Council Considers Increase on Meals Tax to Help C'ville Schools - NBC29 WVIR Charlottesville, VA News, Sports and Weather

Council Considers Increase on Meals Tax to Help C'ville Schools

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If you eat out in Charlottesville you may soon have to fork over a little more for your tab. A meals tax hike is on City Council's menu to raise money for Charlottesville schools.

The current meals tax is 4 percent. City Council is talking about raising that to 5 or 6 percent. Charlottesville's Vice Mayor Kristin Szakos says raising meals taxes in the city would be the best option to help the schools budget rather than raising property taxes.

Charlottesville City Council is reviewing Roanoke's meals tax model. It raised the tax 2 cents on the dollar to help support education.

"We want to try to figure out a way that we can support education even though the state has stopped supporting education adequately," said Szakos.

She says if councilors raise the city's meals tax - they want to create a marketing campaign to help boost business at restaurants. One idea would be placing stickers on restaurant doors letting customers know a portion of their bill will support city schools.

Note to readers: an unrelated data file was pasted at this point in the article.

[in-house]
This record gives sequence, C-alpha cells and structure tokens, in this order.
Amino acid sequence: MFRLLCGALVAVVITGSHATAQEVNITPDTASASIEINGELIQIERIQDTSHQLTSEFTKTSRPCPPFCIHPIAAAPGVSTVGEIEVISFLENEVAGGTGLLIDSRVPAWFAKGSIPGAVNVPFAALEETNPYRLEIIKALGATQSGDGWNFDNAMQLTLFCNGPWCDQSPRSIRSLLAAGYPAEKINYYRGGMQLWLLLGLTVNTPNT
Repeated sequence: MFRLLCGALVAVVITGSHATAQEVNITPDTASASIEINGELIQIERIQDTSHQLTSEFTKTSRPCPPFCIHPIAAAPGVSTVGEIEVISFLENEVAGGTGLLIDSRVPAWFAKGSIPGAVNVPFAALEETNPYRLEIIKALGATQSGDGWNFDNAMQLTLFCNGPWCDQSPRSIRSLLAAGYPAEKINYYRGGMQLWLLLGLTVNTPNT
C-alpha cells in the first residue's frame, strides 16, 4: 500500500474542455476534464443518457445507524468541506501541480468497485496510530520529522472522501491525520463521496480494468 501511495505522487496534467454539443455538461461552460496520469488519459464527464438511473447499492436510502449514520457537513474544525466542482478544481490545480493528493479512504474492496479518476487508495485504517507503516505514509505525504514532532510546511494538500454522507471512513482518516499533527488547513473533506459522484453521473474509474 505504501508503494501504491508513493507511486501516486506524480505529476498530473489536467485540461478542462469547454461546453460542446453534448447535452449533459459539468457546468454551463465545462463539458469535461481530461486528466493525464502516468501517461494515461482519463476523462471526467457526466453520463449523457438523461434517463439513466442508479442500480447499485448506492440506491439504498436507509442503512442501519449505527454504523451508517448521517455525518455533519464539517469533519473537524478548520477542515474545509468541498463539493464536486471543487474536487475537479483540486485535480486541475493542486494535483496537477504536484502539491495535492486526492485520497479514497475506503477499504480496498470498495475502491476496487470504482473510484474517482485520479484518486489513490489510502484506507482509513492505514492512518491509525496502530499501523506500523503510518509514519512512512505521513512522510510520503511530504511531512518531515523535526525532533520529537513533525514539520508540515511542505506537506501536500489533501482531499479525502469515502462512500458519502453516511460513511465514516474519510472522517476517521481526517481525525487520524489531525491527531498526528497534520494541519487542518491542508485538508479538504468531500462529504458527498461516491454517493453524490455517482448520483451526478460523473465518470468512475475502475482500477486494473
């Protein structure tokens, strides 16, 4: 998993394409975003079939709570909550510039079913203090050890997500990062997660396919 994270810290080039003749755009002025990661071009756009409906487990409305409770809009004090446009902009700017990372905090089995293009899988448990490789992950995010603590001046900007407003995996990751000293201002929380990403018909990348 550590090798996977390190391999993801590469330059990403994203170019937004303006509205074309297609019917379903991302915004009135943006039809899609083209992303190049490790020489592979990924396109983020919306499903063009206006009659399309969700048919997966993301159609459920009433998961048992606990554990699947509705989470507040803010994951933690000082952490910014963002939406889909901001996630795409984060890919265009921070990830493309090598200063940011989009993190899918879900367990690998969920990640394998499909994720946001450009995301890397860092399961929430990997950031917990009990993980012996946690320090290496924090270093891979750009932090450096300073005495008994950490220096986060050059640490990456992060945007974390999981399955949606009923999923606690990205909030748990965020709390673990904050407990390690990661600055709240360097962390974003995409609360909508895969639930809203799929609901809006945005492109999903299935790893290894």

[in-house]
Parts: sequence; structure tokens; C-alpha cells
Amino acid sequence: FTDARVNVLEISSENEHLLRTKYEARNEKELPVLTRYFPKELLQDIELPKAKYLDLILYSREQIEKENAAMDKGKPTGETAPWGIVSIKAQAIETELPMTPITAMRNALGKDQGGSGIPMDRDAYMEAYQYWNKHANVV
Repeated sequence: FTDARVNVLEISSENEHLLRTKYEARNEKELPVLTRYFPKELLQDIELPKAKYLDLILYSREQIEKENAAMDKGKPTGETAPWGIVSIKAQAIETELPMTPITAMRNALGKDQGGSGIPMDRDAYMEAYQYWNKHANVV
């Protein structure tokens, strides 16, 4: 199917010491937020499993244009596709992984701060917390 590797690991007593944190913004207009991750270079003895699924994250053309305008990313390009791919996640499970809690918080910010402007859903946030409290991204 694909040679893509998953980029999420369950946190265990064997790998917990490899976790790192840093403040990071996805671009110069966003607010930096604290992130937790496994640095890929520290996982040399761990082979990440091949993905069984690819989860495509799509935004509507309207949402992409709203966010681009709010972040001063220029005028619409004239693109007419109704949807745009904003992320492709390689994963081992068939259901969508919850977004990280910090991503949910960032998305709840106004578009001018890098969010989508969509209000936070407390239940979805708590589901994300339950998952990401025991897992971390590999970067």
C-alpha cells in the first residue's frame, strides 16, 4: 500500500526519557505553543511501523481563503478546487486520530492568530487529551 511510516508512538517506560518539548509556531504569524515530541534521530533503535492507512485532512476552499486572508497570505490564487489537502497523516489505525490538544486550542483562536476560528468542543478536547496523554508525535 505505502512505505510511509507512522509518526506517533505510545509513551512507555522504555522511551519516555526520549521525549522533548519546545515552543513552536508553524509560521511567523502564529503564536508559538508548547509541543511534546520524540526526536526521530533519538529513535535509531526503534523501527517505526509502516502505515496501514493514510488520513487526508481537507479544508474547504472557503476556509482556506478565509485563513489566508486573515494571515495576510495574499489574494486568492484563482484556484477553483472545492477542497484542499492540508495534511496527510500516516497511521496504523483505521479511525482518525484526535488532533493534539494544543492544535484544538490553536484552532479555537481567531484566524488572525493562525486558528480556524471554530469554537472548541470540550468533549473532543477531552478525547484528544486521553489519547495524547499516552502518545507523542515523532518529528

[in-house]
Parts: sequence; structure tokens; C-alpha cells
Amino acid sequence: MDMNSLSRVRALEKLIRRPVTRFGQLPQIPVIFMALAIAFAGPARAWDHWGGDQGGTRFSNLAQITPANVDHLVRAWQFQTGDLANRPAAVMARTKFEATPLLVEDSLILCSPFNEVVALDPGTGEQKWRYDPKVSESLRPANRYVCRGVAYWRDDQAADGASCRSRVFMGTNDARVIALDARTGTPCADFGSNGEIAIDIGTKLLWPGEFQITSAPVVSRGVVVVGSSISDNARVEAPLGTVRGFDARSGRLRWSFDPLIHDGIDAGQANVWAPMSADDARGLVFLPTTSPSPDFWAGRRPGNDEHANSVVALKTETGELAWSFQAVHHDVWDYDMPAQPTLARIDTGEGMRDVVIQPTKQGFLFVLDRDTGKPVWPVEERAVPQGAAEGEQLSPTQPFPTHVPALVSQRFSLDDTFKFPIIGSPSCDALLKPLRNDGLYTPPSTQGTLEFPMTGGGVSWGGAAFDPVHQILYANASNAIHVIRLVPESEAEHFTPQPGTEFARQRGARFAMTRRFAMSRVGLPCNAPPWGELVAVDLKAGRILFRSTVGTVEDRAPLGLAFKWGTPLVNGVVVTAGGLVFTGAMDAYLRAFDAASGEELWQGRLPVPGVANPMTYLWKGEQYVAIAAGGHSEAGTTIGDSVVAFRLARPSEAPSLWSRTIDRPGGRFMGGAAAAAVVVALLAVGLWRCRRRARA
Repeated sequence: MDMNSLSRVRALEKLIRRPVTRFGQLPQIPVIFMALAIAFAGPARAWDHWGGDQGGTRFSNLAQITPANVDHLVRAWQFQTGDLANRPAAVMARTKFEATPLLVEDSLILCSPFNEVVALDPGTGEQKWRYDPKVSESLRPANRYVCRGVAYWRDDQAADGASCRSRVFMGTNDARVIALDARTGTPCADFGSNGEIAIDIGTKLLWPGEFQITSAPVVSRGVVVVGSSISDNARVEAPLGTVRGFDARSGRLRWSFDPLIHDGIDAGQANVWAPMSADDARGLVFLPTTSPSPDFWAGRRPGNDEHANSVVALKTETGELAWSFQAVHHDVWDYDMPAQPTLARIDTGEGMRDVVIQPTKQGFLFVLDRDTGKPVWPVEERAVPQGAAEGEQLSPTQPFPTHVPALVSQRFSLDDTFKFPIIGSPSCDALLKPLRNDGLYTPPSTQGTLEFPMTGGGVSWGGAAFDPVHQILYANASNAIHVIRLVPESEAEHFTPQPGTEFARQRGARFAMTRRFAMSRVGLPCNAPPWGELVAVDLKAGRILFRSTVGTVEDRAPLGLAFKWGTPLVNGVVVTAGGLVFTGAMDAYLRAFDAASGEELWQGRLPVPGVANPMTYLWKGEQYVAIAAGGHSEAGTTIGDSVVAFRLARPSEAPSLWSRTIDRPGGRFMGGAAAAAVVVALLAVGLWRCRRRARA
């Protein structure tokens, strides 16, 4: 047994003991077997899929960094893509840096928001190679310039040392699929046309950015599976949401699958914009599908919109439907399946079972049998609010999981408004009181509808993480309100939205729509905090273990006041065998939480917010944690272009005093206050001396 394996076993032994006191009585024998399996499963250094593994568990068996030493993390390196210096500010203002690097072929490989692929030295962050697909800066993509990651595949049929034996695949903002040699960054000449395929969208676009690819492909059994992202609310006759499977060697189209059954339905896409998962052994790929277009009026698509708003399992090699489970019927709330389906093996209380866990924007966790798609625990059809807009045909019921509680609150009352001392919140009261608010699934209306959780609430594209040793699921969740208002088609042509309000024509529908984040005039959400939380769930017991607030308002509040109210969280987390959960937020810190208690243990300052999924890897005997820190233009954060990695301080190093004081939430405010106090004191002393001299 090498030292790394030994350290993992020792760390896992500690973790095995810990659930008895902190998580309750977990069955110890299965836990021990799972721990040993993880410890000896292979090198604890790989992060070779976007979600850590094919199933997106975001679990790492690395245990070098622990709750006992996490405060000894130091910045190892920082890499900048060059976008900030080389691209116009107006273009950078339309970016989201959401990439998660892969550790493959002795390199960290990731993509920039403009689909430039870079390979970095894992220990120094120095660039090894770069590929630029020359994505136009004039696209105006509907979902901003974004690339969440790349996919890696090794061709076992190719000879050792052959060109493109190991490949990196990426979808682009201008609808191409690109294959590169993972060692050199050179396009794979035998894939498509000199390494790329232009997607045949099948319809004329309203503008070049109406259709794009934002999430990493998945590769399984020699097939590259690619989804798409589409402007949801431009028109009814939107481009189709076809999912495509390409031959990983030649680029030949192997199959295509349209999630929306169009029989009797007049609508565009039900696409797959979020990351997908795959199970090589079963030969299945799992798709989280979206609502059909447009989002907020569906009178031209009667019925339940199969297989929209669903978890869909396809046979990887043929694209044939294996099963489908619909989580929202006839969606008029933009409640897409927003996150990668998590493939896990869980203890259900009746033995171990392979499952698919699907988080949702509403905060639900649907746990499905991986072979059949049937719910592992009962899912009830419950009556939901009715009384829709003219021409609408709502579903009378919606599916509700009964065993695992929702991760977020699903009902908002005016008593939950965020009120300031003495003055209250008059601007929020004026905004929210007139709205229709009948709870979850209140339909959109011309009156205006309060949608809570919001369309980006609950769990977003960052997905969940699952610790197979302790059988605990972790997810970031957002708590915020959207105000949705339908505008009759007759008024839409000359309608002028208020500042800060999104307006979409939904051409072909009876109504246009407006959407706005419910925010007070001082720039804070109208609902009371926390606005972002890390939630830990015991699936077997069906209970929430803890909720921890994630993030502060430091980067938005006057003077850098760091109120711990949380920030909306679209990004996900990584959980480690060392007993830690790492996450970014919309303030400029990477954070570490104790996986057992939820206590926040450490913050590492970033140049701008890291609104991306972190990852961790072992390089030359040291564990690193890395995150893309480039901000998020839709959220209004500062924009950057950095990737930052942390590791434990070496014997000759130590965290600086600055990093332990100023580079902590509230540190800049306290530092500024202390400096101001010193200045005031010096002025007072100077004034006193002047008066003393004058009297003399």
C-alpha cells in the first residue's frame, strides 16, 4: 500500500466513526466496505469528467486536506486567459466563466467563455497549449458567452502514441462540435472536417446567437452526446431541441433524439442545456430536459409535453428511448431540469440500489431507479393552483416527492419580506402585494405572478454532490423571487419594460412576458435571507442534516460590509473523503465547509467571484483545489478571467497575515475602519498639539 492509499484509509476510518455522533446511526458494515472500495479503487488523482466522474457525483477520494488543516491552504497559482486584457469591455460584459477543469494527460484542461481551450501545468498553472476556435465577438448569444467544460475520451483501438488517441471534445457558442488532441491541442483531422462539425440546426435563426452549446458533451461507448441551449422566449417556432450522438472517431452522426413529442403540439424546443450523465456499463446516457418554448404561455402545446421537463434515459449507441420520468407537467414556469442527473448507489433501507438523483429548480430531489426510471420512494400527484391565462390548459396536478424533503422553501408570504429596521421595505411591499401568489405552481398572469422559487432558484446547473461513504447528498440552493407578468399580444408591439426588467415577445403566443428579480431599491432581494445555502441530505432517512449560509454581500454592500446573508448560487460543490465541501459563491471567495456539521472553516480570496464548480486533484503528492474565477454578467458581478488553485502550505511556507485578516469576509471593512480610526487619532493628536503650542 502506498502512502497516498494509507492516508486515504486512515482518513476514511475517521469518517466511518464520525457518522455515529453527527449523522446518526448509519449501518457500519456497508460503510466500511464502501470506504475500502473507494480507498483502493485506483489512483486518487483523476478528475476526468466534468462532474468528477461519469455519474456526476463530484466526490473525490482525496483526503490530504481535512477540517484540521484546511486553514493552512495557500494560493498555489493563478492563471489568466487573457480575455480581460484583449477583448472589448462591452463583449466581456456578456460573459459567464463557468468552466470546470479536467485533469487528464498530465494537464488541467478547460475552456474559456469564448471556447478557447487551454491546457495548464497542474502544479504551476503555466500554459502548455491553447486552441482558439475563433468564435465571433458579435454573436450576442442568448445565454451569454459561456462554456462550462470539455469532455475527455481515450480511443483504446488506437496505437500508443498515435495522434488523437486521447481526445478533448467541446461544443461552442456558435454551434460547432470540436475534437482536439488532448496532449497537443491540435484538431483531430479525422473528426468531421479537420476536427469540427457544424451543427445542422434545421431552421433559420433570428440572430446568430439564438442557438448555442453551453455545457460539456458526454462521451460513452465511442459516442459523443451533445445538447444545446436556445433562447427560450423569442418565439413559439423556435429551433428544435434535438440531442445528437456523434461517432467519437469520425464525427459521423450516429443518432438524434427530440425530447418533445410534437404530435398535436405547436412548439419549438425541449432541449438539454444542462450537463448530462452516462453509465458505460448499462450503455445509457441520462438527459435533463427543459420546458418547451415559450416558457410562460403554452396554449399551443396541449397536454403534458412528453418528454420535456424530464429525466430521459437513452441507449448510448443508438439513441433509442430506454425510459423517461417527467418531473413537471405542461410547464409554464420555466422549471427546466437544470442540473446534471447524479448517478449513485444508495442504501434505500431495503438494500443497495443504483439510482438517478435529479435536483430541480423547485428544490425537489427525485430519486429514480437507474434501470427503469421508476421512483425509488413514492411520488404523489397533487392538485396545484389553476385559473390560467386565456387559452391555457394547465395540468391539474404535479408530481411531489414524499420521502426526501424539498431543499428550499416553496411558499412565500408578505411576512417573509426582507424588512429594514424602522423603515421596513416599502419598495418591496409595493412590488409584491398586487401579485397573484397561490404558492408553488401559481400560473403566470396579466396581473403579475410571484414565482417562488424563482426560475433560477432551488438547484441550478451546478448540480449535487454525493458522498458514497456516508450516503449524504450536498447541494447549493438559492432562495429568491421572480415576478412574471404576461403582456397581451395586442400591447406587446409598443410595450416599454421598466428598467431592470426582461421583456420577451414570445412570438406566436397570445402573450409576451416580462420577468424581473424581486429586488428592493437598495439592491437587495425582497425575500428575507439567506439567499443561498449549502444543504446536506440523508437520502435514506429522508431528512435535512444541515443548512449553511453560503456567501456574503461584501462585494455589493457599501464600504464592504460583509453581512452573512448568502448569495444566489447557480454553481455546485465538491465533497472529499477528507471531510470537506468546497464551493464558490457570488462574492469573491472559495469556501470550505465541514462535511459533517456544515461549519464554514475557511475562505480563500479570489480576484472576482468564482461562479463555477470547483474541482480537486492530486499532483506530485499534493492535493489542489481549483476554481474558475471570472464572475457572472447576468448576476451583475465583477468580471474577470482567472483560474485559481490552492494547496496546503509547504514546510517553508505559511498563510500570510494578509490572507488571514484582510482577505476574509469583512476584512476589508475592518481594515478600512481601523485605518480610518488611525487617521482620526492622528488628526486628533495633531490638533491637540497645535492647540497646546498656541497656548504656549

But one Charlottesville diner says he'd rather not be reminded. "The less you remind people that you've raised taxes the better. So I wouldn't advertise it, especially after it's a done deal. You're not going to make people feel good about eating out because they can pay more," said Jim Johnson, a Charlottesville resident.

Jaclynn Dunkle, the owner of Fellini's Restaurant just off the downtown mall believes a tax hike of any kind would hurt business.

"Is it going to make them think twice about going out? One percent, 2 percent doesn't seem like much but you know, I mean, we depend on people coming out to dinner and every little bit makes a difference," she said.

The idea is in the early stages and no decisions have been made. Szakos says when Roanoke increased the tax, many restaurant owners actually gained business because of the marketing campaign.

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